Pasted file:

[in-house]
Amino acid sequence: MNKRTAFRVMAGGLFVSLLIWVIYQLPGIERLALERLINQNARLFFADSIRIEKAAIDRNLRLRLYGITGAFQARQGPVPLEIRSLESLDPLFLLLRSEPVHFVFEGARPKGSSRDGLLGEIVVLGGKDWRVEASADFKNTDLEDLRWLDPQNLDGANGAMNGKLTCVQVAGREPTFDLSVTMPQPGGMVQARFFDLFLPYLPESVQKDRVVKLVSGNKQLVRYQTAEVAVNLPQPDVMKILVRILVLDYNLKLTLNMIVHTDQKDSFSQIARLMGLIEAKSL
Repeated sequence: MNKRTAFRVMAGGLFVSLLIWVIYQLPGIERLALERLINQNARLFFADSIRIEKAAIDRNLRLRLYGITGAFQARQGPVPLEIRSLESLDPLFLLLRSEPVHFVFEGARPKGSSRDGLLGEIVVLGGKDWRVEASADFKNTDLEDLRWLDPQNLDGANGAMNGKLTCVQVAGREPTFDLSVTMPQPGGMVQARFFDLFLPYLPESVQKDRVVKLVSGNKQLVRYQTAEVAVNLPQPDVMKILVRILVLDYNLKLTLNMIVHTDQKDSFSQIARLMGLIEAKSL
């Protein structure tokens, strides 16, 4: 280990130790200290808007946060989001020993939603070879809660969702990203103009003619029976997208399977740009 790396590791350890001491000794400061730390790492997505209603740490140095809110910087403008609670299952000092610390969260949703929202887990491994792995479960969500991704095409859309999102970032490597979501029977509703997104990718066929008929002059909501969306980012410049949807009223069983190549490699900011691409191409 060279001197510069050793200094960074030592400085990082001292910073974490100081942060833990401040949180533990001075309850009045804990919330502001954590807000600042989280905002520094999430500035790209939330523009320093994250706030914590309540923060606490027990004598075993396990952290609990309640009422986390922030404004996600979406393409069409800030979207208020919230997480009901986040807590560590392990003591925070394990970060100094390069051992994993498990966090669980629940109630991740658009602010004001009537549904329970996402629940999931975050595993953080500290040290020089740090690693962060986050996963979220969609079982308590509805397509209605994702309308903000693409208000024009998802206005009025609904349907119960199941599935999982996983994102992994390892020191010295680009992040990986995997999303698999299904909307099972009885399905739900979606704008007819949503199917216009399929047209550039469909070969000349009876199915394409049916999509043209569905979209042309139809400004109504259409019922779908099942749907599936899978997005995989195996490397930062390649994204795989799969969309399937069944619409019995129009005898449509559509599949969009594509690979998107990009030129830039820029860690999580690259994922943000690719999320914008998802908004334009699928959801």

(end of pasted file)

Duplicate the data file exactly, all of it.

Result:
[in-house]
Amino acid sequence: MNKRTAFRVMAGGLFVSLLIWVIYQLPGIERLALERLINQNARLFFADSIRIEKAAIDRNLRLRLYGITGAFQARQGPVPLEIRSLESLDPLFLLLRSEPVHFVFEGARPKGSSRDGLLGEIVVLGGKDWRVEASADFKNTDLEDLRWLDPQNLDGANGAMNGKLTCVQVAGREPTFDLSVTMPQPGGMVQARFFDLFLPYLPESVQKDRVVKLVSGNKQLVRYQTAEVAVNLPQPDVMKILVRILVLDYNLKLTLNMIVHTDQKDSFSQIARLMGLIEAKSL
Repeated sequence: MNKRTAFRVMAGGLFVSLLIWVIYQLPGIERLALERLINQNARLFFADSIRIEKAAIDRNLRLRLYGITGAFQARQGPVPLEIRSLESLDPLFLLLRSEPVHFVFEGARPKGSSRDGLLGEIVVLGGKDWRVEASADFKNTDLEDLRWLDPQNLDGANGAMNGKLTCVQVAGREPTFDLSVTMPQPGGMVQARFFDLFLPYLPESVQKDRVVKLVSGNKQLVRYQTAEVAVNLPQPDVMKILVRILVLDYNLKLTLNMIVHTDQKDSFSQIARLMGLIEAKSL
């Protein structure tokens, strides 16, 4: 280990130790200290808007946060989001020993939603070879809660969702990203103009003619029976997208399977740009 790396590791350890001491000794400061730390790492997505209603740490140095809110910087403008609670299952000092610390969260949703929202887990491994792995479960969500991704095409859309999102970032490597979501029977509703997104990718066929008929002059909501969306980012410049949807009223069983190549490699900011691409191409 060279001197510069050793200094960074030592400085990082001292910073974490100081942060833990401040949180533990001075309850009045804990919330502001954590807000600042989280905002520094999430500035790209939330523009320093994250706030914590309540923060606490027990004598075993396990952290609990309640009422986390922030404004996600979406393409069409800030979207208020919230997480009901986040807590560590392990003591925070394990970060100094390069051992994993498990966090669980629940109630991740658009602010004001009537549904329970996402629940999931975050595993953080500290040290020089740090690693962060986050996963979220969609079982308590509805397509209605994702309308903000693409208000024009998802206005009025609904349907119960199941599935999982996983994102992994390892020191010295680009992040990986995997999303698999299904909307099972009885399905739900979606704008007819949503199917216009399929047209550039469909070969000349009876199915394409049916999509043209569905979209042309139809400004109504259409019922779908099942749907599936899978997005995989195996490397930062390649994204795989799969969309399937069944619409019995129009005898449509559509599949969009594509690979998107990009030129830039820029860690999580690259994922943000690719999320914008998802908004334009699928959801």